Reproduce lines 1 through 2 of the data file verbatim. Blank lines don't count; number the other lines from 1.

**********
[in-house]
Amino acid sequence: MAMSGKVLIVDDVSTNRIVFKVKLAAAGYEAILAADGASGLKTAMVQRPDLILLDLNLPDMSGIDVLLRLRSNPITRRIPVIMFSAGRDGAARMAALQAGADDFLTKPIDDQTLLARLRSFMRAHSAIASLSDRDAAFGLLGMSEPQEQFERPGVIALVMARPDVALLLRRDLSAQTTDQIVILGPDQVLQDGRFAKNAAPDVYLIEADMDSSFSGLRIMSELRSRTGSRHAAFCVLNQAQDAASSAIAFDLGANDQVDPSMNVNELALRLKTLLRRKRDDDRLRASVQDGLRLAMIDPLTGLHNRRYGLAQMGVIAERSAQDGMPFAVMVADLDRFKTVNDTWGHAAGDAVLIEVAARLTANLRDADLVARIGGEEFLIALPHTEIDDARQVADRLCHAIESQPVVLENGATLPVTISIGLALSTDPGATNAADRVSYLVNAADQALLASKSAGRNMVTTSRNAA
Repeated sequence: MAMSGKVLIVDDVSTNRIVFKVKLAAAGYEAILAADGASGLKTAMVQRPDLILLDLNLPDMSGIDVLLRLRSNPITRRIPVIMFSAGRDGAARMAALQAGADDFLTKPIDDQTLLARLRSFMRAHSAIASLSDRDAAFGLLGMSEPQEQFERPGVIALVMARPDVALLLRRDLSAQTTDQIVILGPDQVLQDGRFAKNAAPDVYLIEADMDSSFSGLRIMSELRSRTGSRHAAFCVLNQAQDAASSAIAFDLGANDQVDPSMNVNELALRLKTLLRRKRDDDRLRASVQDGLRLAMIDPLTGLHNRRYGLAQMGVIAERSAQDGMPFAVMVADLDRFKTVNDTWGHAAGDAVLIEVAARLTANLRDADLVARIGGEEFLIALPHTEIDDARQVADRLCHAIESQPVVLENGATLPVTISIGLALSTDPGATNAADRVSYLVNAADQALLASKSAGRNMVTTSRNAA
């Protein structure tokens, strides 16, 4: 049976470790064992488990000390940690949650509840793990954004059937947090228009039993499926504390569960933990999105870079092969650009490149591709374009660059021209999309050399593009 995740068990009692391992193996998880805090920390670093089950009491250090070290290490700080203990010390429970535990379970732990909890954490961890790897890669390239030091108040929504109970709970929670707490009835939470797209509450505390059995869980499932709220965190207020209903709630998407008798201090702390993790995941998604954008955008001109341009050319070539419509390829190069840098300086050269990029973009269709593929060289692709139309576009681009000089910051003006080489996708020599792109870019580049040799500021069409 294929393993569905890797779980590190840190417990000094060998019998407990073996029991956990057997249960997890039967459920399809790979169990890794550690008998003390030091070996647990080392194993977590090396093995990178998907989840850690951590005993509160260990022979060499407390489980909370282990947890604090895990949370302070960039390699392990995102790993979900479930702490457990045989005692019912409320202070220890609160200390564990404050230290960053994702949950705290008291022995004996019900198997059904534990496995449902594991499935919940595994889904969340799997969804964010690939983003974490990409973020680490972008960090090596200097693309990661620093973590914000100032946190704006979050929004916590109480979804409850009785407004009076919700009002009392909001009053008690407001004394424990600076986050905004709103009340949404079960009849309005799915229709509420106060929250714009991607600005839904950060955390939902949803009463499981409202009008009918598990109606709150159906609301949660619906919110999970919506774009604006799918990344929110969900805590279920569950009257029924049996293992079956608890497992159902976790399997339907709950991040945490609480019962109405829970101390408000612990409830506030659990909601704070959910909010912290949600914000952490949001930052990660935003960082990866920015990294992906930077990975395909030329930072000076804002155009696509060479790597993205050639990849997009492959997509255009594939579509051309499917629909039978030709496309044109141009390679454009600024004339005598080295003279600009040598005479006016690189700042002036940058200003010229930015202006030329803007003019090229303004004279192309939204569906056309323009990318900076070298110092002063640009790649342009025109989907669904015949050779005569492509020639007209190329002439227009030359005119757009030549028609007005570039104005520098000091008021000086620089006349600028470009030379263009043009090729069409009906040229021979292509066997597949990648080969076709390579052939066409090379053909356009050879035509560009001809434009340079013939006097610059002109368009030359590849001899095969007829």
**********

[in-house]
Amino acid sequence: MAMSGKVLIVDDVSTNRIVFKVKLAAAGYEAILAADGASGLKTAMVQRPDLILLDLNLPDMSGIDVLLRLRSNPITRRIPVIMFSAGRDGAARMAALQAGADDFLTKPIDDQTLLARLRSFMRAHSAIASLSDRDAAFGLLGMSEPQEQFERPGVIALVMARPDVALLLRRDLSAQTTDQIVILGPDQVLQDGRFAKNAAPDVYLIEADMDSSFSGLRIMSELRSRTGSRHAAFCVLNQAQDAASSAIAFDLGANDQVDPSMNVNELALRLKTLLRRKRDDDRLRASVQDGLRLAMIDPLTGLHNRRYGLAQMGVIAERSAQDGMPFAVMVADLDRFKTVNDTWGHAAGDAVLIEVAARLTANLRDADLVARIGGEEFLIALPHTEIDDARQVADRLCHAIESQPVVLENGATLPVTISIGLALSTDPGATNAADRVSYLVNAADQALLASKSAGRNMVTTSRNAA